Nashville Great Books Discussion Group

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Saturday, July 27, 2013

CHEKHOV: Uncle Vanya (Act II)

A famous poem by Dylan Thomas begins like this: “Do not go gentle into that good night, Old age should burn and rave at close of day; Rage, rage against the dying of the light.” In the second act of Uncle Vanya the Professor takes this advice seriously. He will not go gently, he won’t age gracefully and he wants everyone to know how he feels about it too. Here are the words used by the elderly Professor Serebrakoff to protest his fate: “It is funny that everybody listens to Ivan and his old idiot of a mother, but the moment I open my lips you all begin to feel ill-treated. You can't even stand the sound of my voice. Even if I am hateful, even if I am a selfish tyrant, haven't I the right to be one at my age? Don't I deserve it? Haven't I, I ask you, the right to be respected, now that I am old?” The professor complains that no one takes him seriously. He complains that he’s getting old. He complains that his legs hurt. He complains that the room’s too hot and he can’t breathe. In short, the professor has a hateful attitude. But his question is still a valid one: Even if he is a hateful, selfish tyrant; doesn’t he have the right to be respected? The answer may well be: no. At this point in the play even his own family is getting worn down by his constant demand to be the center of attention.

And the professor’s hateful attitude seems to be infecting everyone around him. His own wife Helena proclaims that “something is wrong in this house” as she talks to Uncle Vanya: “Your mother hates everything but her pamphlets and the professor; the professor is vexed, he won't trust me, and fears you; Sonia is angry with her father, and with me, and hasn't spoken to me for two weeks; I am at the end of my strength, and have come near bursting into tears at least twenty times to-day. Something is wrong in this house.” So Helena’s on the verge of tears, Sonia’s mad, the professor is being his old hateful self, and Vanya’s mother hates almost everything too. It doesn’t sound like anyone’s going gently in this house. Everybody seems to be elbowing all the others for attention and “respect.” This is not a pleasant home. Some people think this may be a fairly accurate description of modern civilization. Helena claims that she’s a shallow person but she does have this insight to share: “You are cultured and intelligent, Ivan, and you surely understand that the world is not destroyed by crime and fire, but by hate and malice and all this petty squabbling. You should try to make peace, not growl at everything.” Chekhov’s message to “cultured and intelligent” modern folks seems to be this: war and crime is bad but your real problem is, you’re bored with life and you treat each other badly. That needs to change.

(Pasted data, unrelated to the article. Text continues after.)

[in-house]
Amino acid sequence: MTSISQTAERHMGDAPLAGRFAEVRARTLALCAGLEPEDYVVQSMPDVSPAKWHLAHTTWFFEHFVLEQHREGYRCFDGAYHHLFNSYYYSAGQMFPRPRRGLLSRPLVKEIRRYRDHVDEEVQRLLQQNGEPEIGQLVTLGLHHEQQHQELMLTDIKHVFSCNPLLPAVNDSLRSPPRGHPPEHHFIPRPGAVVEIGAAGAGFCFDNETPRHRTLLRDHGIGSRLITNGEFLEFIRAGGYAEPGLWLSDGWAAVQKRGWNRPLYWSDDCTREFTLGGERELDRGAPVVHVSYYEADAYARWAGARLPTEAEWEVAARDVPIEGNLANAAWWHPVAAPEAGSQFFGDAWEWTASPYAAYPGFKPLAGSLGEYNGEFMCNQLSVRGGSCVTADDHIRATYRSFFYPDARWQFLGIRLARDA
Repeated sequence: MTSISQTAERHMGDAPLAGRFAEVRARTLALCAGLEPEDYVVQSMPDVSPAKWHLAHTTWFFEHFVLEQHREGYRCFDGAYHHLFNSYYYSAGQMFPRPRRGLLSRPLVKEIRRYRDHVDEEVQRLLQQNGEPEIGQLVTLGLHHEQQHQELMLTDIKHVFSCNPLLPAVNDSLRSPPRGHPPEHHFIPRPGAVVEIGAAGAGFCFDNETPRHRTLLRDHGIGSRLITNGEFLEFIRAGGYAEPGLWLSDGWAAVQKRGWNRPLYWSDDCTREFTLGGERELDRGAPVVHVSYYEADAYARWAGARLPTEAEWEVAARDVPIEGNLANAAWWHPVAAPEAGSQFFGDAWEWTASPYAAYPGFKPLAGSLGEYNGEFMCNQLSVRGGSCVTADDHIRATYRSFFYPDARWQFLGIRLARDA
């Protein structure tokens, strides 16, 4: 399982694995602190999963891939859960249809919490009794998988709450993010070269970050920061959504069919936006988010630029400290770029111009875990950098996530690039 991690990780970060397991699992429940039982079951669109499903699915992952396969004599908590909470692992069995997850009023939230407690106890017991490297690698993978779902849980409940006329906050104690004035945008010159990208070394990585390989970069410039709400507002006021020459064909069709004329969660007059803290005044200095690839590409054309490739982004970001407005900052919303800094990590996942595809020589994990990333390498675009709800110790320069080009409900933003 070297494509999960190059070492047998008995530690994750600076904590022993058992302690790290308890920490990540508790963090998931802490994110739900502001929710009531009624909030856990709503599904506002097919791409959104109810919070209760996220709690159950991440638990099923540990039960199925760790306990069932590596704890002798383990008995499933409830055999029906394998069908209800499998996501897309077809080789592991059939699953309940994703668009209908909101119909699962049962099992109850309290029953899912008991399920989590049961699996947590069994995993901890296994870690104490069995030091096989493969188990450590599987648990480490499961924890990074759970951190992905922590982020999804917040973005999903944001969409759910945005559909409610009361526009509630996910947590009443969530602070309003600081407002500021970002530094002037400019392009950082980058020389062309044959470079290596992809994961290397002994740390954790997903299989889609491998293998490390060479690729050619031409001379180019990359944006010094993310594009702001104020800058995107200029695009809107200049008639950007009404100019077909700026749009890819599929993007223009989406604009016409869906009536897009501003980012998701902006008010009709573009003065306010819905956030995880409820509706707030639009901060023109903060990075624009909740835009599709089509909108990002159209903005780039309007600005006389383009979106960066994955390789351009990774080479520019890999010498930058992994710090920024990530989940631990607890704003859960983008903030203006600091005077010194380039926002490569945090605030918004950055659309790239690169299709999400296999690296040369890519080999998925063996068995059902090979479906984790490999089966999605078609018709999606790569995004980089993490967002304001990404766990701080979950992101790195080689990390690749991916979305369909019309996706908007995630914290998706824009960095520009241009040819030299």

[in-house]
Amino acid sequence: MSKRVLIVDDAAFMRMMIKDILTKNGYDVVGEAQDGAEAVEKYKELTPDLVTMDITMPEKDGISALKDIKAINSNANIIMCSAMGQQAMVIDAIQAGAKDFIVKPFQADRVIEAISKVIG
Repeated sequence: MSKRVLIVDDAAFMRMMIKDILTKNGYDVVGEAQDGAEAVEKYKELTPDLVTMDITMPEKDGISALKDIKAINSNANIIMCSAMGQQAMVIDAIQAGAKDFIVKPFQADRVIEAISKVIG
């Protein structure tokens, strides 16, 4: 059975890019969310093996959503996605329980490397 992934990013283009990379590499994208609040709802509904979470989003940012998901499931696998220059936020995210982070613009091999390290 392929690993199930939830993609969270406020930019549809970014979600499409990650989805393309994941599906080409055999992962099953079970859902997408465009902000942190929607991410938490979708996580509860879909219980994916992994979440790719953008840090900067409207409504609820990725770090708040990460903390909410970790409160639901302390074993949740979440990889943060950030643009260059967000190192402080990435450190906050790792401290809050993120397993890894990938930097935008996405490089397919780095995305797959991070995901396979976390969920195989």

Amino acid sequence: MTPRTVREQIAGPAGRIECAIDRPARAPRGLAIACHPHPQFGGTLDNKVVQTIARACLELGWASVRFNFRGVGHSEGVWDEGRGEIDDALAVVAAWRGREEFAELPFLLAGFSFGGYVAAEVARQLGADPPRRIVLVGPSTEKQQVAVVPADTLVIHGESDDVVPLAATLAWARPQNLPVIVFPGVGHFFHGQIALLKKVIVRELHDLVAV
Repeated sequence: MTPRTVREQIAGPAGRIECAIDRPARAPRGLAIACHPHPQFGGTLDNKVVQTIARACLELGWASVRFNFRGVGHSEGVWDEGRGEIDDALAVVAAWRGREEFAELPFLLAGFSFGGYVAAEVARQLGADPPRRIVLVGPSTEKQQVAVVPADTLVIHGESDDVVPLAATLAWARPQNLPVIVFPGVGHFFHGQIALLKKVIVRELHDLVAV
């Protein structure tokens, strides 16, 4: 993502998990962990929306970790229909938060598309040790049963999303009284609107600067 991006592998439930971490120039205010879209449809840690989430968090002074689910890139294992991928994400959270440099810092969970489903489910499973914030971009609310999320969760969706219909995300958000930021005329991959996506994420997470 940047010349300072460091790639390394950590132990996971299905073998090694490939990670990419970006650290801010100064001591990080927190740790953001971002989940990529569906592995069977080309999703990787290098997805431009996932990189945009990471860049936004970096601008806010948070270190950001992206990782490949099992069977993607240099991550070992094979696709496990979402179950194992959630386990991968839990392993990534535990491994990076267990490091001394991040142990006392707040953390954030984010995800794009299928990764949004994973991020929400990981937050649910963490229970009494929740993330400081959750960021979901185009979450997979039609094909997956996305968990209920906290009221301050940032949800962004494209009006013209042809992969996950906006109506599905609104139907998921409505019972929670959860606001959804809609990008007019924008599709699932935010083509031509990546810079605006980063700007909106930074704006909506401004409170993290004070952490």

And the one doctor in the play (Astroff) seems to agree with Dr. Chekhov’s diagnosis. Astroff believes that “a human being should be entirely beautiful: the face, the clothes, the mind, the thoughts.” Those are high standards and yet it seems to be the goal of truly cultured and intelligent people throughout the ages to cultivate truth, goodness and beauty. These represent excellence in the intellectual (truth), moral (goodness) and physical (beauty) realms. It is rare for one person to consistently achieve excellence in all three areas. Helena, for example, is beautiful; but something’s missing. Astroff tells Sonia: “Your step-mother (Helena) is, of course, beautiful to look at, but don't you see? She does nothing but sleep and eat and walk and bewitch us, and that is all. She has no responsibilities, everything is done for her; am I not right? And an idle life can never be a good one.” This is old school philosophy straight out of Aristotle. His philosophy of happiness is to develop our skills to the best of our abilities; to achieve ‘excellence’ intellectually, morally and physically. This is Aristotle’s definition of classical excellence: the good life and the happy life are the same thing. Chekhov’s characters aren’t happy because they’re not living good lives. And that’s what they’re really raging against.


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